Art Thomason: And even things like the torque value of the bolt. If the hardware provider says that this is going to require a lot of torque, then you really want to have your feet in something so you can react to that torque, but if it’s, hey, this is a very light amount of torque, I can hold onto a handrail with one hand and drive it with my cordless drill, so there’s a lot of those things that factor into how we want to approach a task.

Host: Yeah, that’s true. Huh? I guess I wouldn’t think about that. Every action has an equal and opposite reaction. So the drill, if you need to turn it too hard, you’re going to go with it if you don’t have enough restraint.

Tara Jochim: Right.

Art Thomason: That’s right. And, you know, that’s one of the training facilities we have on the ground is something called POGO. So it’s basically a system that suspends you, and we do that over in the mockup facility over here in building 9. And it’s great because people, it’s eye opening when you see someone do it for the first time. When they start to drive a bolt, they spin around if they’re not holding onto anything, so that’s kind of the first experience they get with that. You have to react to that torque, even if it’s small.

Host: Yeah, so the astronauts themselves are preparing for a spacewalk here on the ground with different, I guess, ways to practice, POGO being one of them, right? Suspends you above the ground. The one we talk about a lot here is the Neutral Buoyance Laboratory, right? So, what are they doing there? Do they practice these specific runs, or are they just gaining basic skills? What are they doing there?

Art Thomason: A little bit of both.

Tara Jochim: Little bit of both.

Host: Oh, okay.

Tara Jochim: Really.

Host: Cool.

Art Thomason: So, as far as the generic flow that each astronaut is going to go through before they go to Space Station, we try to develop a skills-based training program. So we have a set of runs that they should be able to see all the skills that they need to perform any spacewalk that we can conceive might happen. So, a lot of it is for critical contingency EVAs, which are failures on station, which would leave us to where we’re, you know, the next failure makes it to where we have to de-man stations. So those are the important ones. So we make sure they see all of those.

Host: Yeah.

Art Thomason: And with that, we also make sure that they have all the skills. So if they’ve changed out, you know, one big box that has two bolts on it, and there’s two other boxes that do something totally different but have the same interfaces, then we really don’t need to show them all of those. They know how to change out a box with two bolts on it. So, we try to minimize the training and make sure they’ve seen kind of every type of hardware that they may run into.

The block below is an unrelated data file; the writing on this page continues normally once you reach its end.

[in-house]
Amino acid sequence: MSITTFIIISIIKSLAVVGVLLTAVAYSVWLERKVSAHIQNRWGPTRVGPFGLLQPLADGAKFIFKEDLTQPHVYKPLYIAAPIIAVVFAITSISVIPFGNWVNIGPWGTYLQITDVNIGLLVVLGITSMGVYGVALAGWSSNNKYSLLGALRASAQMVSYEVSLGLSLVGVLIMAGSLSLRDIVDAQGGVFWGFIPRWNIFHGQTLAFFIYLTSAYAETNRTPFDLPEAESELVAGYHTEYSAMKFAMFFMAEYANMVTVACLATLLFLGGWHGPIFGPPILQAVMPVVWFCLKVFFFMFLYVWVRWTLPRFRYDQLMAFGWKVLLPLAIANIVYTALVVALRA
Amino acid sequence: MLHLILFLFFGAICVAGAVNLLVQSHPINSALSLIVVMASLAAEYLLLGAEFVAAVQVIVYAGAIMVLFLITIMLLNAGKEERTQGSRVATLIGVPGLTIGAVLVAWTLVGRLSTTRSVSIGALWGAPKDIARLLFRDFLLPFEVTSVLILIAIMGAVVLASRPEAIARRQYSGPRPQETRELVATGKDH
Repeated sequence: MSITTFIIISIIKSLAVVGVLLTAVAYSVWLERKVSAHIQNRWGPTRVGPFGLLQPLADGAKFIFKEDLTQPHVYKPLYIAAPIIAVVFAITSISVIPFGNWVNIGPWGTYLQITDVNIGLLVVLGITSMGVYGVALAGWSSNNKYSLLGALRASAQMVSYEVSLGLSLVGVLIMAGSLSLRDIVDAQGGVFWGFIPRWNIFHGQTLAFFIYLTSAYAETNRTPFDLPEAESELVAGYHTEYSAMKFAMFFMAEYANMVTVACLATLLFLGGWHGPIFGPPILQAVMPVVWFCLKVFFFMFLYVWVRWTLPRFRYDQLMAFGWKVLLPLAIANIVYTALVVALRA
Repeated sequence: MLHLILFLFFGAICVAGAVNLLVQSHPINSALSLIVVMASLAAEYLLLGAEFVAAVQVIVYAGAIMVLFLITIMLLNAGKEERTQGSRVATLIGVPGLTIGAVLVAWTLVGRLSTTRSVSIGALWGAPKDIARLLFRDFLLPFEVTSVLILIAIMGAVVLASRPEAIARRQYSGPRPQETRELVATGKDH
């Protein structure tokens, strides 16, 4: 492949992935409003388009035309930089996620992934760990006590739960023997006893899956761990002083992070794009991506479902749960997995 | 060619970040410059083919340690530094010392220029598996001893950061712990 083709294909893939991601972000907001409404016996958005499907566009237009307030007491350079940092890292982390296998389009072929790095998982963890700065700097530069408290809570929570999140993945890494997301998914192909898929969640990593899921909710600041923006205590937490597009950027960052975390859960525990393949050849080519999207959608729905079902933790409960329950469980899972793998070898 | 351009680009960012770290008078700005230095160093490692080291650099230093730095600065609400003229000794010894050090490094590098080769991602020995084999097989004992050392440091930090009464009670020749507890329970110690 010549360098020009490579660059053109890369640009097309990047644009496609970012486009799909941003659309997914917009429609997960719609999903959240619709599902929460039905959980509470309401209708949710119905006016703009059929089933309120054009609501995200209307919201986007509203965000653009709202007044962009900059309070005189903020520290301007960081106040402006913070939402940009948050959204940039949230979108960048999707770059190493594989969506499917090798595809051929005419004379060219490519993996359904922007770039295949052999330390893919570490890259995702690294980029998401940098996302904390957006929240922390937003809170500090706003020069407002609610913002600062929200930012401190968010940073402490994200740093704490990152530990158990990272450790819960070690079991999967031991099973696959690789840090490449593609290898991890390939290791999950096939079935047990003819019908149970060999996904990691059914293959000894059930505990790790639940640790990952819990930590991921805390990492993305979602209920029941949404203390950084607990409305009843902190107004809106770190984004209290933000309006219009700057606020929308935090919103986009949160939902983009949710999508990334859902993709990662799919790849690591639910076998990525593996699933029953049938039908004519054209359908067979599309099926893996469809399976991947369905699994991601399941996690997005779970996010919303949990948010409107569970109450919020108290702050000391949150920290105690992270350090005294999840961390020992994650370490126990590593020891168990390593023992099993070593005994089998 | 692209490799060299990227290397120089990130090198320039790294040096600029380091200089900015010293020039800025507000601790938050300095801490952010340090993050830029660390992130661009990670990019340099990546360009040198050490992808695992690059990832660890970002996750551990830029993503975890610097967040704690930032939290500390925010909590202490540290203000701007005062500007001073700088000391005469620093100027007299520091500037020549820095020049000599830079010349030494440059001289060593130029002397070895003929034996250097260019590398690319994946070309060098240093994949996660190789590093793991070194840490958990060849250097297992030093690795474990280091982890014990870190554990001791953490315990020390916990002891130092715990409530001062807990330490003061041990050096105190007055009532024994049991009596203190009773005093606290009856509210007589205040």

Host: Yeah, that’s right. It makes total sense. And one of the basic skills you want to have in your repertoire is if something goes wrong, you want to be able to turn something around real quick.

Art Thomason: Yeah, right.

Tara Jochim: Exactly.

Host: So a lot of these spacewalks are planned, like you said, a year, maybe more in advance, but if something goes wrong, you want those skills right on hand so they can go right out the door.

Tara Jochim: Right, since you have people living on Space Station 24 hours a day, every day of the year, they’ve got to be able to go out and take care of themselves effectively. Whereas before in the shuttle era, the shuttle would, you know, we would train. They would launch. They’d be on orbit for maybe two weeks, and then they’d come home. And they would have their skillset built up around what they were specifically doing on that mission. For Space Station, that’s such a broader picture. So, operationally, we had to figure out, gosh, how do we train these crews to go off and do all these different tasks? So, Operations had to come up with this kind of generic set of tasks that cover this broad range of activities. So where we used to train shuttle crews specifically for this very specific, very choreographed, six and a half hours for an EVA, now they get a lot more general training of, you know, we think these are the activities that are going to come about when you’re up on orbit. So we’re going to show you these as you go through your training flow. They may never actually see the whole six and a half hour EVA on the ground before they go perform it in space.